For a towering giant of a man who is also a decorated war veteran, Pittsburgh Steelers third-year left tackle Alejandro Villanueva is quite the unassuming sort, uninterested in drawing attention to himself or away from others. Nor is he interested in getting bogged down in business. He just wants to get to work.
That was his approach this offseason to his contract status, based on a conversation that he had with Chris Adamski yesterday during the first day of practices at training camp. He basically left it all up to his agent and instructed him to take a deal once he feels the team is giving him one that is fair.
“So I had an agent”, Villanueva told Adamski, “and I said to him, ‘listen, whenever you think my employment status is fair, then you let me know, and then we go from there. If you don’t think it’s fair, then we will make different decisions’”.
The Steelers’ front office and Villanueva’s agent ultimately agreed upon a “fair” deal that worked out to $24 million over the course of the next four seasons, although it is worth noting that he will be getting $14 million of that over the course of the first two years, which puts him in better position for a cashflow increase toward the end of his deal with a new extension.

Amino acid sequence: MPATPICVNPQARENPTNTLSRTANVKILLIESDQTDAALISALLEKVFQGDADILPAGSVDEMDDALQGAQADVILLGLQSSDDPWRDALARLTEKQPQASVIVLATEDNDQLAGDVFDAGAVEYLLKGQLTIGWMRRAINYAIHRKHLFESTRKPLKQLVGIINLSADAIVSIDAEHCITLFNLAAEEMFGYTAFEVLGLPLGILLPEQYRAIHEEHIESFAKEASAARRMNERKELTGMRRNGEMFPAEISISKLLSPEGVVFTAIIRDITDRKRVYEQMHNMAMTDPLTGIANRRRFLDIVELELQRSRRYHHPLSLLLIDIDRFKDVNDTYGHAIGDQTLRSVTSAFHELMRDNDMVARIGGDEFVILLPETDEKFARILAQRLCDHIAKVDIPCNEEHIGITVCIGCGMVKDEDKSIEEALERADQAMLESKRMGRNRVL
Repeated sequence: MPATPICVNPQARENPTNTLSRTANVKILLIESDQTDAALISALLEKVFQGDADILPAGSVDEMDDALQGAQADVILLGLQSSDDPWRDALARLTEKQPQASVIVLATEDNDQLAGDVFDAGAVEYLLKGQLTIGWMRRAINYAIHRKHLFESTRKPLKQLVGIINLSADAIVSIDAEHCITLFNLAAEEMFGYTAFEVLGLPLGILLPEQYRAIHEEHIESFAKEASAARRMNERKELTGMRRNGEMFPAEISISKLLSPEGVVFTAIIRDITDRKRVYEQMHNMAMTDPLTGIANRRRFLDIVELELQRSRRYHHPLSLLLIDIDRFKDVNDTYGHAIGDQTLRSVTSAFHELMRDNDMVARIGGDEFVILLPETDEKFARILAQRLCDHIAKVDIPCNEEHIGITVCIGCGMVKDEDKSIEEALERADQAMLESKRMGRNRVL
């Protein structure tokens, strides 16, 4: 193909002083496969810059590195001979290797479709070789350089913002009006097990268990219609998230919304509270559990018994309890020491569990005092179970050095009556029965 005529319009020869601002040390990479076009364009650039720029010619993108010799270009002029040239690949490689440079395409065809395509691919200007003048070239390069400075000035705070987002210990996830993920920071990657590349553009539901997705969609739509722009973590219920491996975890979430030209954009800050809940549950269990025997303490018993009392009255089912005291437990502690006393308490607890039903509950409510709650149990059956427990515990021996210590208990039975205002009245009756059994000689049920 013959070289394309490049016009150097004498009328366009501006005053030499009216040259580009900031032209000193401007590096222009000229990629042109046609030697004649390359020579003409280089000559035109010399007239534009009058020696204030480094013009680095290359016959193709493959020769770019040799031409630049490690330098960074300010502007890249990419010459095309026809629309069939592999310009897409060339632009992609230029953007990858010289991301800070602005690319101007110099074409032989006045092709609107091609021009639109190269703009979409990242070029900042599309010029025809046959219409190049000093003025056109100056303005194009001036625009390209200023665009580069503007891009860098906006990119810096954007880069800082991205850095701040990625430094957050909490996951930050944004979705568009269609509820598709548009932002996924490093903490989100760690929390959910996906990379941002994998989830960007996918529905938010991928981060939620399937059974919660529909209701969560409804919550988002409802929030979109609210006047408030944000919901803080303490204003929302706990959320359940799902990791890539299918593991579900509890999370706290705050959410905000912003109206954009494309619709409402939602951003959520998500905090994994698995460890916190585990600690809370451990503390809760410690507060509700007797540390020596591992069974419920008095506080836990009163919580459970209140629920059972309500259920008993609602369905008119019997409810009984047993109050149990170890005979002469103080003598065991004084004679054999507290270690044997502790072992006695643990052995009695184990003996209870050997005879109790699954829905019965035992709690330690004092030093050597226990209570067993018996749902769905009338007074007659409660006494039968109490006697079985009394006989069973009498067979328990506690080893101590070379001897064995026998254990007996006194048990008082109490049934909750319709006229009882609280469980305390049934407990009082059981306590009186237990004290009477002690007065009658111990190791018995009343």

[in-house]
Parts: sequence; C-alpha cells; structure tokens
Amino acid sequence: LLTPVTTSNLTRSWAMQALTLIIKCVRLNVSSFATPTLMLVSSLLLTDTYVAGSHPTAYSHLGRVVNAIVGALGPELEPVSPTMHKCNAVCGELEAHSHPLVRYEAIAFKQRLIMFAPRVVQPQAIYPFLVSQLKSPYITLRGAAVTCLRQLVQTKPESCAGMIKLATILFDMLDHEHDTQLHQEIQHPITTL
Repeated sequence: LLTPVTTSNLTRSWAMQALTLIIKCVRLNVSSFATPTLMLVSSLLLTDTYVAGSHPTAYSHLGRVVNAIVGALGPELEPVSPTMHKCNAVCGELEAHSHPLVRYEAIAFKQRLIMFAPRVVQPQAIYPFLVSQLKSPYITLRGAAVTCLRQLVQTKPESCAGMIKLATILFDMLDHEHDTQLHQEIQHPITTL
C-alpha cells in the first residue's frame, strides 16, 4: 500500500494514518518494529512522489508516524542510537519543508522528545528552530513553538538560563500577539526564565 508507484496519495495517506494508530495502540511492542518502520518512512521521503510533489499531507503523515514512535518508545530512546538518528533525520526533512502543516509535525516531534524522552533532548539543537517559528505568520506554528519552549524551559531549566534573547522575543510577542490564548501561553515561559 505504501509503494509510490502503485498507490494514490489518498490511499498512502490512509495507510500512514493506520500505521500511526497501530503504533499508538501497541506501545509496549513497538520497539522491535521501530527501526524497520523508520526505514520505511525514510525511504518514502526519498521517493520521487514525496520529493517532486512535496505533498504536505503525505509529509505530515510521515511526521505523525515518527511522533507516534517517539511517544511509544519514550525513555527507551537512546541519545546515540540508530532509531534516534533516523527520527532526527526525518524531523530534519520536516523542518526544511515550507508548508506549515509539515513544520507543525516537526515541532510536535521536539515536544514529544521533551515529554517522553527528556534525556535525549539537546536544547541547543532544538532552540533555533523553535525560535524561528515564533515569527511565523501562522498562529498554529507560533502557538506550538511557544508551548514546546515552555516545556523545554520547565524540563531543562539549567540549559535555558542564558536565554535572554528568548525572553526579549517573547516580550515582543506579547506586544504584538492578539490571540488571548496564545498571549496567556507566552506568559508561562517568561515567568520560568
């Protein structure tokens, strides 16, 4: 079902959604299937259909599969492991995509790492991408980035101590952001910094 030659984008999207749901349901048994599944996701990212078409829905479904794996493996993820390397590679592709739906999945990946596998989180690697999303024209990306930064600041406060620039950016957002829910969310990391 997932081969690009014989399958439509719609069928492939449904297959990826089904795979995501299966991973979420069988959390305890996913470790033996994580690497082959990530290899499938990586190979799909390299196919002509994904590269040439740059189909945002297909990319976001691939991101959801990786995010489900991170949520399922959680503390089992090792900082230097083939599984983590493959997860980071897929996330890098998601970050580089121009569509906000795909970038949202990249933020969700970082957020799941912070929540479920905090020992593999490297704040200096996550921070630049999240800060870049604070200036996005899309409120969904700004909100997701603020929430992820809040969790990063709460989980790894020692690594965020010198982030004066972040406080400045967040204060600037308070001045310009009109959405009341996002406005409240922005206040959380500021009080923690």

He said that as soon as his agent told him that they had given him a contract he considered fair, “that’s all I needed”. What he didn’t say was whether or not his agent was interested in pushing for more for his client, although that is a logical assumption, given that that is what agents do.
“I didn’t want to break the bank”, Villanueva said. “I didn’t want to be compared to the top left tackles who signed a deal recently. I couldn’t sort of conceive a situation where I would hold out to get more money. It was more, ‘if the situation is fair, then I will be here’”.
Not that it was not already apparent, but his comments clearly reflect somebody who approaches the game and the business of football from more of the common man’s perspective, and this is frankly not the first time that he has talked about his interests lying elsewhere than the potential to maximize his potential earnings.
As I talked about yesterday, Villanueva always seemed to be visibly uncomfortable whenever he was confronted with the prospect of addressing his contract status, because it’s simply a situation that goes so against his character. He is not somebody who is about himself, or about getting everything that he can possibly get.
I do think that Villanueva could have gotten more if that were his angle, although averaging $7 million over the course of the first two years of the deal is notable. While he did not have a lot of leverage, he clearly had enough to get a contract signed, and the Steelers didn’t just do that to be nice, or to reward him. They did it because it was in their best interests.